The year 1999 also saw a republican Congress eliminate questionable bank and savings and loans investment capabilities while repealing the Glass-Steagall Act of 1933, which lay dormant since 1980.

In March 2001 another recession was called. It ended November 2001. The nineties’ 37 quarters of economic growth had to be minute. Between President Bush’s first and second terms, there were tax reductions, a successful stimulus, and 52 consecutive months of economic growth in the 2 percent range. Sometime after 2004, the seventeen republican attempts to examine Fannie and Freddie suspected of financial problems were revealed on C-SPAN.

Housing and construction faded away in 2005, as did the small middle class support business. Actually, small middle class businesses have been disappearing for a long time. I was there!

In 2007, the cost of foreign oil and its many by-products buckled our 70 percent service related economy, as described by Congress in 1990. Our 80 percent dependence on foreign oil only worsened the situation. In 2008, and after these decades of very questionable lending and investment practices, the financial industry joined an economy already on the verge of collapse. Who allowed all of this to happen? Congress, the news media and the voters who kept the left in power!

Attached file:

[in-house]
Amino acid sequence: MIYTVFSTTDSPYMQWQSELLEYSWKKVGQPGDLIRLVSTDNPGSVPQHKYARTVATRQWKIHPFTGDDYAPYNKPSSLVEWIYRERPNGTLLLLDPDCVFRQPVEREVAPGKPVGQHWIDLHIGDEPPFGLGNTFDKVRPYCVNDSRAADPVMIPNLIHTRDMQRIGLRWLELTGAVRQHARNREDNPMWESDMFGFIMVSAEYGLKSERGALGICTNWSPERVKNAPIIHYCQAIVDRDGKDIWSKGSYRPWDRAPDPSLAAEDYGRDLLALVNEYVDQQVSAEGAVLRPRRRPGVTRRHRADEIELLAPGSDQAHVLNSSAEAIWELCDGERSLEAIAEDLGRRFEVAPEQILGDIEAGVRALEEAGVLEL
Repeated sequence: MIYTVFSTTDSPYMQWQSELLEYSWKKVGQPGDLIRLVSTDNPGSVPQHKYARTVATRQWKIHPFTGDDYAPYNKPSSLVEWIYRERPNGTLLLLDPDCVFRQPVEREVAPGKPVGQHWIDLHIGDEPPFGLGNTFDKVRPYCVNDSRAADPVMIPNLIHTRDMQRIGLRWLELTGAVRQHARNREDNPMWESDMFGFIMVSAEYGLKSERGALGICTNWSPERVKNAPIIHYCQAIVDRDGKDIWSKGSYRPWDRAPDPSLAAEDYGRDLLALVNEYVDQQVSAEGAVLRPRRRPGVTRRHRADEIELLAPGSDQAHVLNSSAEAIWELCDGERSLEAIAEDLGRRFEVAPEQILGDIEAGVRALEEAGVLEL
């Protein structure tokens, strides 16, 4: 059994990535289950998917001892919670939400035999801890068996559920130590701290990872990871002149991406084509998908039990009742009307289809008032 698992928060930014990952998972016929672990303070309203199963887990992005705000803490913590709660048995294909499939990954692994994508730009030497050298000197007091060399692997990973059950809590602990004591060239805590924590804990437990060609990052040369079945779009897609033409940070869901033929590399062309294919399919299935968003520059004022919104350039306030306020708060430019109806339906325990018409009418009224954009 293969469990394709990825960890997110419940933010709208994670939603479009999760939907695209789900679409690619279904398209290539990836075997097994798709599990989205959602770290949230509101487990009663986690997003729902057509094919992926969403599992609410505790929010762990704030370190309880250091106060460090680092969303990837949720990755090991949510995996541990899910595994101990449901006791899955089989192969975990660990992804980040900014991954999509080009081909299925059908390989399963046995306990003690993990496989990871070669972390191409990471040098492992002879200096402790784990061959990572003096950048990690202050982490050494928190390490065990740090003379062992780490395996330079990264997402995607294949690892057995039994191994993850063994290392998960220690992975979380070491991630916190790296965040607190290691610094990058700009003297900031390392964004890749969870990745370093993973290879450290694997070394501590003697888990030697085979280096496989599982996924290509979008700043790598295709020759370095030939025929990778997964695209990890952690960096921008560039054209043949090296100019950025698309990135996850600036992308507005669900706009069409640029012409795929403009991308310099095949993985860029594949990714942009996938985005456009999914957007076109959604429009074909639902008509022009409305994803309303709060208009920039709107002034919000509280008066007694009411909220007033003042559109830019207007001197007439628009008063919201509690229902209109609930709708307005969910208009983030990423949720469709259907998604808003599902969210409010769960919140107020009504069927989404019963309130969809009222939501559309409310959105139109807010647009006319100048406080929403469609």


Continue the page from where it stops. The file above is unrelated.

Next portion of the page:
Congressional policies guiding our country between 1954-94 and 2007-12 were quite obviously from the left. They “dominated” Congress during those years. It will take the same type of Republican dominance in the House and alienate control in the Senate to change and improve our economy and country. Having a Republican president would speed things up.

All information compliments of National Bureau of Economic Research and yours truly, who was around at the time, working in small manufacturing business and selling chemical by-products from oil.

Ron Wood

Carson City

“I love Carson City” are pretty common words from Jim Shirk, but when I checked out his campaign disclosure at http://nvsos.gov/SOSCandidateServices/AnonymousAccess/CEFDSearch/Candidate.aspx, I noticed that he has been doing some spending out of town.

Austin, Texas got $238 and Van Nuys, California got $2,172. What is the deal Jim? Can’t Carson City business provide you with the banners and signs you want? Or are

these “special” signs and banners?

Well, like I tell my kids, “I hear what you say, but I see what you mean!” I voted for Molly Walt. Her signs were purchased locally, keeping the money right here in our community.

Martin Jones,

Carson City